Given the name Sabermetrics, the science of analysing baseball statistics became a ‘thing’ in the Seventies. Yet, it was not until the Oakland A’s focused heavily on the stats to decide who they brought in from the Minors in the 1990s, that the sport and supporters started to take note. The practice was continued when Billy Beane took over as general manager in 1997. With his hired assistant Paul dePodesta, he led the team to an astonishing twenty game winning streak, using hitherto unknown and undervalued players in 2002.

This in turn prompted Michael Lewis to publish his book, ‘Moneyball,’ which was the subsequently turned into the film and … deep breath … we’re back to where we started this, four paragraphs ago.

It’s me, I know. I must be wrong when clubs like Manchester City reportedly employ a team of eleven statisticians. But I’m going to take some convincing that this in vogue trend is no more than another example of the game at the highest level, being awash with money. That clubs employ these people simply because they can.

I’m sure there’s an argument that will shoot me down in flames, but I’ve played competitive baseball and football in England and Scotland, and there are reasons why the application of stats is relevant in one, but not the other. In baseball, the sport is essentially one – v- one: pitcher versus batter. And the action stems from a stationary position. It is quite straightforward to interpret past behaviours in given situations, and predict what one party will try to do next.

In football, though, the game is more fluid. There are more factors to be considered. You cannot, for example, predict who your centre-forward will be up against in any particular situation.  He may be ‘passed on,’ or the expected, experienced centre half may be injured and replaced by a rookie eighteen year old. The ball comes from different angles, heights and speeds. (Ok – same as in baseball to degree, but far more random.) There are other players who will try to influence the outcome of play.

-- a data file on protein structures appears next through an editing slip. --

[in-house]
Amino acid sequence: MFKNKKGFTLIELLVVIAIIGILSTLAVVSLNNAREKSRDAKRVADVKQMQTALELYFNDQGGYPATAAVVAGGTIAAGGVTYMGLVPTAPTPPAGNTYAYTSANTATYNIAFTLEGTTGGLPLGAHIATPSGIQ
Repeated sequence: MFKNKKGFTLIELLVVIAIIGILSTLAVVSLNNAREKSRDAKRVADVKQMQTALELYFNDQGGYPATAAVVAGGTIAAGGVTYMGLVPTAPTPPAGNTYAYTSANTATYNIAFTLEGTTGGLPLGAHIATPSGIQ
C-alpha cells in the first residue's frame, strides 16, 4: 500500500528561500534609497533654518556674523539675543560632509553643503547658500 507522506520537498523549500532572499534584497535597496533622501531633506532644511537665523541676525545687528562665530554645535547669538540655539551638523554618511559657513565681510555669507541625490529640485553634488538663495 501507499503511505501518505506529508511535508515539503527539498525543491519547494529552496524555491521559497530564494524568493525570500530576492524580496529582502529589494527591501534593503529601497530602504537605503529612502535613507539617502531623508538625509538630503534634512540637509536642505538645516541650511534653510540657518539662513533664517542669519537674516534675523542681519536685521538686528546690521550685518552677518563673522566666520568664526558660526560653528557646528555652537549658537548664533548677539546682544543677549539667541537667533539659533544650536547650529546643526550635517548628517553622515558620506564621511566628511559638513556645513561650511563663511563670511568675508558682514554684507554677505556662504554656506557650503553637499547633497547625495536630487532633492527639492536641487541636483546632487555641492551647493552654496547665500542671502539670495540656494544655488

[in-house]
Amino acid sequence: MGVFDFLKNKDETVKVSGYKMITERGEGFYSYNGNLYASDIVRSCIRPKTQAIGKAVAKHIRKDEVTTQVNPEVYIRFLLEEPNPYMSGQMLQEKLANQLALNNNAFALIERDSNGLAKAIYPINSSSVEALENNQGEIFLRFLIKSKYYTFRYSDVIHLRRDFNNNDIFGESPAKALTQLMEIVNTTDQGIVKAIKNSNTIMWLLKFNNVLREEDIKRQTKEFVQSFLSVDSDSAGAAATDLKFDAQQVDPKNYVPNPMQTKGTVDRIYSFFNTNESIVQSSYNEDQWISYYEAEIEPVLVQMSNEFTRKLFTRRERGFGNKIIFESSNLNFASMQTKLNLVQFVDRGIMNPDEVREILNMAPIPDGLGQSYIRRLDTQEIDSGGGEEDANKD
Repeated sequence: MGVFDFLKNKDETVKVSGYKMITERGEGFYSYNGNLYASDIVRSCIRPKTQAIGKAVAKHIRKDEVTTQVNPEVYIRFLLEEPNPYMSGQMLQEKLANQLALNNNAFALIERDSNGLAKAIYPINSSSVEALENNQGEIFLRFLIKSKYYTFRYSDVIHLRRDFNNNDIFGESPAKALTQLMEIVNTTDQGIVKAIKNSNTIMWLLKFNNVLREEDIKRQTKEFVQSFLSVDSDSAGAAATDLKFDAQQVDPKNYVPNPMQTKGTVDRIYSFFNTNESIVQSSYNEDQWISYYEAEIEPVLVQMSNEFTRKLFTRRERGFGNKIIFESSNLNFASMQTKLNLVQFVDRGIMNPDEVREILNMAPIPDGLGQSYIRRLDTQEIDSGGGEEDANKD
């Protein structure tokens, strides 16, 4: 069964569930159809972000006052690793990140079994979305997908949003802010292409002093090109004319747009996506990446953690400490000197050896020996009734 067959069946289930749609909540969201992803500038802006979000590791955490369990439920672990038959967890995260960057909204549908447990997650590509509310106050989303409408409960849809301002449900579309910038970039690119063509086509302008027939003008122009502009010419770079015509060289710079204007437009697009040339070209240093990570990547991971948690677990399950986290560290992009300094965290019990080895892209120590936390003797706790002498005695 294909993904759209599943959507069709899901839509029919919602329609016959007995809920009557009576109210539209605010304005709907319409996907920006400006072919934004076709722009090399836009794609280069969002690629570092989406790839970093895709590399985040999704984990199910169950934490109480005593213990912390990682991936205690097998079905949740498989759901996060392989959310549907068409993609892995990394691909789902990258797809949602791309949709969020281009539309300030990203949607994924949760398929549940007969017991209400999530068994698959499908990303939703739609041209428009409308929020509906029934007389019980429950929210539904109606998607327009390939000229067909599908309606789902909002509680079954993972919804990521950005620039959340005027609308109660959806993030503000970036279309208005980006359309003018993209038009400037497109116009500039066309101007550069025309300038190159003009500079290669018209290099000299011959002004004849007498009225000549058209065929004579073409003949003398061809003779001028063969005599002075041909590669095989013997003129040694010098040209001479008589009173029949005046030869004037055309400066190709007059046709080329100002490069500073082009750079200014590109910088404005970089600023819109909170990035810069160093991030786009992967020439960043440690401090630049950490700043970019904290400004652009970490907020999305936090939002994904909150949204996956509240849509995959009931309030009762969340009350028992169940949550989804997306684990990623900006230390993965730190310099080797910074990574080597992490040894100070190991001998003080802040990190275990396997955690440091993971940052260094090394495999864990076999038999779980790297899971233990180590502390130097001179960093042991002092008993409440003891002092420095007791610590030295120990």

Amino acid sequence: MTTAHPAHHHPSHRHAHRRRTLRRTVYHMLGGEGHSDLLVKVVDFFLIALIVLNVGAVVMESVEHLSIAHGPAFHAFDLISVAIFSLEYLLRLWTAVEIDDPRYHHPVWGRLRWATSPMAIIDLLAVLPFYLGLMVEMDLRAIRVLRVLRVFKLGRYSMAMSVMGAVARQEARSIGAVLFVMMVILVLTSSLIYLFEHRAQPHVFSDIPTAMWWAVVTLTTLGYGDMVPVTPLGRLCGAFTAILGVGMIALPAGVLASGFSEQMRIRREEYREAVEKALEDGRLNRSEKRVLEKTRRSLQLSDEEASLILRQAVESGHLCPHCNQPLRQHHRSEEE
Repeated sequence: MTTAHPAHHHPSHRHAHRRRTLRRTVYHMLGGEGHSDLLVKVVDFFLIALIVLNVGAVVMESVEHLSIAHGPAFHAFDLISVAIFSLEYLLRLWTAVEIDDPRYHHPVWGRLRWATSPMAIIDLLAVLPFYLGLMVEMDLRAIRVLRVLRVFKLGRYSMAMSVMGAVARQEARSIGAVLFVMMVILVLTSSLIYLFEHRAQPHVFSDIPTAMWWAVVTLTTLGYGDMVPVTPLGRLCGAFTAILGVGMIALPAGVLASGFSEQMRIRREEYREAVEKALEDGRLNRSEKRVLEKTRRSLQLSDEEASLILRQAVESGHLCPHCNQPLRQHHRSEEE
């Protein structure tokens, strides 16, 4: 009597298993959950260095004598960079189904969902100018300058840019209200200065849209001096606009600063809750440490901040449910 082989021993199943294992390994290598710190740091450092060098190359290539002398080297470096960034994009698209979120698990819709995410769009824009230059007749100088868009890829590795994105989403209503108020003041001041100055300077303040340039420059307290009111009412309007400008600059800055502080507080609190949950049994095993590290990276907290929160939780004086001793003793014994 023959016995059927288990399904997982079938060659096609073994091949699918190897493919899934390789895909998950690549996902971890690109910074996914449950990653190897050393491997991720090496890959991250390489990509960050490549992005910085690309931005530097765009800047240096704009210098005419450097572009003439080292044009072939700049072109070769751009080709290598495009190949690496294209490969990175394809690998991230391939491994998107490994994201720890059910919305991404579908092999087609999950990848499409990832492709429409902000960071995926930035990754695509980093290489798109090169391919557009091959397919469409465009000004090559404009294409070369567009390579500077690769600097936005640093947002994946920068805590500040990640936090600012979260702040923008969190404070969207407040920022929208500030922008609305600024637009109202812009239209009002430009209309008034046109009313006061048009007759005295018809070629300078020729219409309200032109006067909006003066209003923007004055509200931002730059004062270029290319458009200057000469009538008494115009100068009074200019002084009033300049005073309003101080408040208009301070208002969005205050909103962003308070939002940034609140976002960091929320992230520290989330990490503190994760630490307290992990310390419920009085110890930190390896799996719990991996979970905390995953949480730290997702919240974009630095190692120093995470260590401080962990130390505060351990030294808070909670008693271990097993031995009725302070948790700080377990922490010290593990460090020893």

I do like some of the stats that are produced for us, the TV audience or newspaper subscriber. It is interesting to see that De Bruyne averages 55.84 passes per match over his time at The Etihad. Or that Sergio Aguero has blocked 192 shots in his City career. (These are actual averages taken from the Premier League site.)

‘Interesting,’ is one thing, but here’s a random paragraph lifted from the blog of Optapro, one of the biggest and respected provider of statistical information to clubs in UK and abroad:

Kane took the highest proportion of his shots under high pressure last season, with the majority of these shots coming from moderate clarity situations. Compared to other players with at least 50 shots, this was far above average. Kane also took a slightly higher proportion of his shots from high clarity and low pressure situations compared to this sample of players – highlighting his ability to get into these good shooting positions.

Still awake? The last ten words of this simply tell us supporters what we already know.

The trouble with stats, as a simpleton like me sees it, is that they are historical. Based on the gathered information, a manager may opt for player A over player B – only for his choice to have a complete ‘mare.

Nope, I just don’t get it. Henry Clay, the American lawyer, planter and statesman (1777 – 1852) hit the nail on the head when he said that: ‘Statistics are no substitute for judgment.’

Memories, like the corners of my mind
Misty watercolour memories
Of the way we were …

Come on Tubby – please come back. You’re not so bad after all.